A Lesson from the Ivy Leaguers
Hitting the press recently has been a stream of investment returns getting published by the big university endowments. Why does this matter, you ask? With hundreds of billions allocated especially to those funds of the Ivy League schools, a lot of attention is paid to how this “smart money” invests. Returns give an insight to that. And this smart money has been doing a lot of thinking, especially since the financial crisis of 2008, to find ways to enhance returns, limit risk, and get to the best possible place for their dollars.
But the results continue to be questionable. In fact, in the most recent year average, endowments posted their worst returns since 2009, a period that included the financial crisis (endowments typically use June 30th as the end of their performance periods). Much of the way these endowments have gone about “fixing” their portfolios from 2008 has been through a growing use of alternatives which has steadily been increasing. A study from Vanguard about endowments shows large endowments have increased their exposure to alternatives from 28% in 2002 up to 60% more recently.
How have they done? You can see for yourself. Below is a chart showing many of the top Ivy League endowments and how their return stacked up.
Now the message here is not to pick on alternatives or debate their merits. No, the point here is that this has been a tough investment climate all around. Sure, large US stocks were up 4.0% (S&P 500) and bonds (Barclays Aggregate) were up 6.0%, but all other portions of the market struggled. Small US stocks lost -6.7% (Russell 2000) and foreign stocks fell -10.2% (MSCI EAFE). Put all this together and the basic balanced portfolio* referred to in the chart had a go nowhere year. That doesn’t feel good, but it’s all relative. While it is certainly important how you feel when these types of markets inevitably present themselves, it is far more important what you do about it. The endowments keep trying to “fix” things: change managers, have more alternatives, lock up in long-term investments, bring more investment talent in-house, and the list goes on. A lot of the “fixing” ends up looking like chasing performance, something we’ve seen time and again not work.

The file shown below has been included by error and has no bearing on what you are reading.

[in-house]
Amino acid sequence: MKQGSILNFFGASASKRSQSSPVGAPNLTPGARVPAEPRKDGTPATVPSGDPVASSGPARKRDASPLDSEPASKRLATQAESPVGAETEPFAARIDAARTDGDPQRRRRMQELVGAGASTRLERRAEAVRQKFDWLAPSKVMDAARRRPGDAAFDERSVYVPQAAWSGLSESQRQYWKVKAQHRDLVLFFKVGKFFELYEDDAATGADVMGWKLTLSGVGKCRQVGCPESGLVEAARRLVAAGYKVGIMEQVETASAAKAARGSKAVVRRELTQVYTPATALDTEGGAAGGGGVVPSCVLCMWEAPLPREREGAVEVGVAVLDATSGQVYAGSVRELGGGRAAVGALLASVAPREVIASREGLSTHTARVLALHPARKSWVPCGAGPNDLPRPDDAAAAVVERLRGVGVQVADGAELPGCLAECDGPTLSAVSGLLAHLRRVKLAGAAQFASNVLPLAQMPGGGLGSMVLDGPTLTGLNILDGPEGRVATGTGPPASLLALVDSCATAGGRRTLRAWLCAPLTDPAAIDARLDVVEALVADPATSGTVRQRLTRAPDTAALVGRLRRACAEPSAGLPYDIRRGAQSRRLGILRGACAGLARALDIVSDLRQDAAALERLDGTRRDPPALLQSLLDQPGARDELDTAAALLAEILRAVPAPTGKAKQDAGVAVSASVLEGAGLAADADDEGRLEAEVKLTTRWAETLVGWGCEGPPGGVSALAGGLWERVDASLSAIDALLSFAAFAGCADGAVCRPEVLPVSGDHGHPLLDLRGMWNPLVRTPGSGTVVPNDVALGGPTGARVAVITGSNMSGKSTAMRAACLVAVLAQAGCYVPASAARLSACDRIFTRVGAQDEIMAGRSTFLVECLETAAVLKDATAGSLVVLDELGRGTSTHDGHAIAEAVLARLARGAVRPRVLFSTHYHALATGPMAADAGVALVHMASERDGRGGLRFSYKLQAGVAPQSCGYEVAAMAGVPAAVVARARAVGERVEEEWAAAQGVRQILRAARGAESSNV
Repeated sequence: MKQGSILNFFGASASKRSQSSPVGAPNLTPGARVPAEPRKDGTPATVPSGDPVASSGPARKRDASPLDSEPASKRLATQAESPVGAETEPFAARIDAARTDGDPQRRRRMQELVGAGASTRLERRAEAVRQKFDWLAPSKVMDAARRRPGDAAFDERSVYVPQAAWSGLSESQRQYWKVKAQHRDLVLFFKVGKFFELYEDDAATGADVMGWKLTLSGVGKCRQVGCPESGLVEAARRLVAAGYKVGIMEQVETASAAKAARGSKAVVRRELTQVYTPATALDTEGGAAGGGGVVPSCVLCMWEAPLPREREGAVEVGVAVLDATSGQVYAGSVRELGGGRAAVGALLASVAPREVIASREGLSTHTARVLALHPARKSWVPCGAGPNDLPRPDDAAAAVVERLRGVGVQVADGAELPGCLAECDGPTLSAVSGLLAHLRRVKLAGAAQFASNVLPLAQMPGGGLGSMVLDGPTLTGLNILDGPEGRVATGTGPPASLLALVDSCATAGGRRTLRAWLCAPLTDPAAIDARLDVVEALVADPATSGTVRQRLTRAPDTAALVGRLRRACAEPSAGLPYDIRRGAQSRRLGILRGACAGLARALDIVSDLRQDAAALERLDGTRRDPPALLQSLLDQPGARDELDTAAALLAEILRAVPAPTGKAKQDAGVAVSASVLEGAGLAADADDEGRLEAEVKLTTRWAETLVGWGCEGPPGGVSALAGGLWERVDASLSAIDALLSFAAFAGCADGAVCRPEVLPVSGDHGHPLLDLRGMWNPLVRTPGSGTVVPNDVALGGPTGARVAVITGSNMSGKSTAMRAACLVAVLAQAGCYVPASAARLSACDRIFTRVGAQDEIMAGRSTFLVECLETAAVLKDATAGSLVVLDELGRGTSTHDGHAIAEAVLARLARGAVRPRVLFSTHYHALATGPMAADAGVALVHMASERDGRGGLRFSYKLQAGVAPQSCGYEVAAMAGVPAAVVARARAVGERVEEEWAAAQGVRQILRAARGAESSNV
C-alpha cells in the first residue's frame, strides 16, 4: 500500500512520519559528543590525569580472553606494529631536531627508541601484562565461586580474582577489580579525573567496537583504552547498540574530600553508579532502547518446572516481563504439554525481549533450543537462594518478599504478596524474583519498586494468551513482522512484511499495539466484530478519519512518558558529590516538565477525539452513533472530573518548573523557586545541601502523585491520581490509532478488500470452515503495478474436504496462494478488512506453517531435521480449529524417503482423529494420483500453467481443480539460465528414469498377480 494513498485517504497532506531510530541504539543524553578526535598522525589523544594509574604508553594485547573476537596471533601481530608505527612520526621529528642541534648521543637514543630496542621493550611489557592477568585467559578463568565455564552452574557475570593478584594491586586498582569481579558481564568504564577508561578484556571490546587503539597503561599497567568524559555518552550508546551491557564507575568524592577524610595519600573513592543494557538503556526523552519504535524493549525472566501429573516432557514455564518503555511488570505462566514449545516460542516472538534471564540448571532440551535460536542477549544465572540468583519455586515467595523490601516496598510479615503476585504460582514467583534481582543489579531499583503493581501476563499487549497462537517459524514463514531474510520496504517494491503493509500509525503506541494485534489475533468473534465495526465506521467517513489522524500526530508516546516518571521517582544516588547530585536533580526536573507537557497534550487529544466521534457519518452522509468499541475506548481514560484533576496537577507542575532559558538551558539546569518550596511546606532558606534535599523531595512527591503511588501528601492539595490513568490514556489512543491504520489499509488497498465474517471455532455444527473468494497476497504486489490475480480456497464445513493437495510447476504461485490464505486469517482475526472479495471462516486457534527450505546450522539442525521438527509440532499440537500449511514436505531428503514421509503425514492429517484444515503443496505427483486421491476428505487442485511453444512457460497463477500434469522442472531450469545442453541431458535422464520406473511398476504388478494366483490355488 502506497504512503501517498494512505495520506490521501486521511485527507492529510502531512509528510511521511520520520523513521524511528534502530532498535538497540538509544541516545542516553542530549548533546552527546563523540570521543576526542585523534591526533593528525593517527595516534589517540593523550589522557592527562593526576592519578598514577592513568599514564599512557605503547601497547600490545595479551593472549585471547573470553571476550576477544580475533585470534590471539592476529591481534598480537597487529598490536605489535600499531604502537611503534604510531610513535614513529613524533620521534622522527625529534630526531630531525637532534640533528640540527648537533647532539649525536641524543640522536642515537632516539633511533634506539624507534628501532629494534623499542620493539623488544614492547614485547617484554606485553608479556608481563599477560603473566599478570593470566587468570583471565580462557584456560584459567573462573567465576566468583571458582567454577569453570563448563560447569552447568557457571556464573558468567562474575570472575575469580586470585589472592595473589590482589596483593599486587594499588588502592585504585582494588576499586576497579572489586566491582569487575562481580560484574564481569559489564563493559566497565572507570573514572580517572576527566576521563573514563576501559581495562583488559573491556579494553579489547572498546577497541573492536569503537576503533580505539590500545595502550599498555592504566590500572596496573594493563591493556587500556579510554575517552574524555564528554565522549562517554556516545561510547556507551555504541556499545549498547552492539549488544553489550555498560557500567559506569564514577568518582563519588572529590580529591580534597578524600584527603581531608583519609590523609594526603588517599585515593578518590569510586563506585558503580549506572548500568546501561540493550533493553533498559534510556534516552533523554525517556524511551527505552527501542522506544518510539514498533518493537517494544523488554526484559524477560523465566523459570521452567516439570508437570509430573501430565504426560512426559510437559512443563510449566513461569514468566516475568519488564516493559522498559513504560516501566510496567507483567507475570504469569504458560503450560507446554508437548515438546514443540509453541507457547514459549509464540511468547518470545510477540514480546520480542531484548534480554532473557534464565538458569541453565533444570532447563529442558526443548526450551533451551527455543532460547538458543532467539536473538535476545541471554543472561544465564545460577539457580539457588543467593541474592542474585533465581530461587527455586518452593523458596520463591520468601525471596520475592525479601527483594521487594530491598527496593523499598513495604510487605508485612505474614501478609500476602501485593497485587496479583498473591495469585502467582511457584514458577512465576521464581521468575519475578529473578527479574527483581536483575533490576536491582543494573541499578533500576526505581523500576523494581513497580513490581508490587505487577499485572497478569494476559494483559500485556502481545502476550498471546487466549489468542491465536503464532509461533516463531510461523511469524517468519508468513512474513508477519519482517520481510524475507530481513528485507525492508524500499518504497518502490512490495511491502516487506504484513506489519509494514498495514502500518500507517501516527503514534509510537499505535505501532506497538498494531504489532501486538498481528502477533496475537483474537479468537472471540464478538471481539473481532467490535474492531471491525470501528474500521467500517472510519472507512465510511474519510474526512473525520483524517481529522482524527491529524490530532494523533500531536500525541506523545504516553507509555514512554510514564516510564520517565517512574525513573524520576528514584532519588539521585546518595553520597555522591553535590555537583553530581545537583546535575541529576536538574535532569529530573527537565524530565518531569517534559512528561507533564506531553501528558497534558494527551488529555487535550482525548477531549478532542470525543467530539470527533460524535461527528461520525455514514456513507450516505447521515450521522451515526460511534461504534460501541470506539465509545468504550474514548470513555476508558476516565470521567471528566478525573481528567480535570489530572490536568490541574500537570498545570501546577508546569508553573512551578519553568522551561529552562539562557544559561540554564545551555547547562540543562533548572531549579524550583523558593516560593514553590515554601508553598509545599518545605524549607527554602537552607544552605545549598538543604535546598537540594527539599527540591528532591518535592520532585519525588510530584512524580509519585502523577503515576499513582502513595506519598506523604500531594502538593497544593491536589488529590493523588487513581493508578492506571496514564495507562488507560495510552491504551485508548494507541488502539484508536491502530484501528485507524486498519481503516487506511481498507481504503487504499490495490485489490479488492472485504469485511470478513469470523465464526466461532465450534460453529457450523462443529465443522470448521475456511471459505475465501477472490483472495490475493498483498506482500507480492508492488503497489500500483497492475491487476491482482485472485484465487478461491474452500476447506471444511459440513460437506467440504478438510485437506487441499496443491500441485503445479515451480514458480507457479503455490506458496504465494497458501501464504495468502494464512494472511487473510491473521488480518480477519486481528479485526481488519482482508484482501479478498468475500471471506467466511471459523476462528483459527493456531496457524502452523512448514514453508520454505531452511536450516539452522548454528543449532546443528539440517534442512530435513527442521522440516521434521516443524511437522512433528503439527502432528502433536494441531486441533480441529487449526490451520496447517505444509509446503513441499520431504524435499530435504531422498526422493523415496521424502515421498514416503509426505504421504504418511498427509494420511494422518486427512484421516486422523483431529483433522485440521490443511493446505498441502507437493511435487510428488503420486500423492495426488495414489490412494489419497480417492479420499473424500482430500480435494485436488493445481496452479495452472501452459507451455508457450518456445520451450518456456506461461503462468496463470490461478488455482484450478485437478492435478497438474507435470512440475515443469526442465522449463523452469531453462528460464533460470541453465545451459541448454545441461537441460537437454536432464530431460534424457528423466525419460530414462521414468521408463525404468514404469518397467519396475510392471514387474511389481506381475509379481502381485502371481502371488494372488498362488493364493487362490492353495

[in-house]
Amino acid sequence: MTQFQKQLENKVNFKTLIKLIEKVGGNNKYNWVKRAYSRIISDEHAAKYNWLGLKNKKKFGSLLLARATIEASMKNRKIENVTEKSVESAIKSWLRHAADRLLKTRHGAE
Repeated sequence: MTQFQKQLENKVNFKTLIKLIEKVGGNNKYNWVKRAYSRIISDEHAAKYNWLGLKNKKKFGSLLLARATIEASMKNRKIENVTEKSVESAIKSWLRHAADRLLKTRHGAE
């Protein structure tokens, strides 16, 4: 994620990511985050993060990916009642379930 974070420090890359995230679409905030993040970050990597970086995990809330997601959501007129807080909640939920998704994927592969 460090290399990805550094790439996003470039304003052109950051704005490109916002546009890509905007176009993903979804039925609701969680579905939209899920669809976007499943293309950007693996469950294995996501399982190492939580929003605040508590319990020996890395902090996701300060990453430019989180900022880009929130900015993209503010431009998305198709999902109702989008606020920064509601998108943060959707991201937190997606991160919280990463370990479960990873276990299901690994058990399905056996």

Instead, the approach needs to be that of discipline. Sometimes the best investment decision is the one you don’t make at all. It doesn’t mean you don’t think and evaluate what’s going on. But if your philosophy is anchored upon a meaningful strategy, the only way to realize the fruits of the strategy is to weather the ups and downs that come with it. And all along the way it certainly makes sense to keep your eye on how others, like the best and brightest of the endowment world, are doing relative to you. By that measure, things look pretty darn good.
The S&P 500 Index is widely regarded as the best single gauge of the U.S. equities market, this world-renowned index includes a representative sample of 500 leading companies in leading industries of the U.S. economy. The Barclays Capital U.S. Aggregate Index (Agg) represents securities that are SEC-registered, taxable, and dollar denominated. The index covers the U.S. investment grade fixed rate bond market, with index components for government and corporate securities, mortgage pass-through securities, and asset-backed securities. The Russell 2000 Index® (R2000) measures the performance of the 2,000 smallest companies in the Russell 3000 Index. The MSCI® EAFE (Europe, Australia, Far East) Net Index USD is the pre-eminent benchmark in the US to measure international equity performance. It comprises 21 MSCI country indexes, representing the developed markets outside of North America measured in U.S. dollars.
Data for the chart above gathered from university press releases and the Wall Street Journal.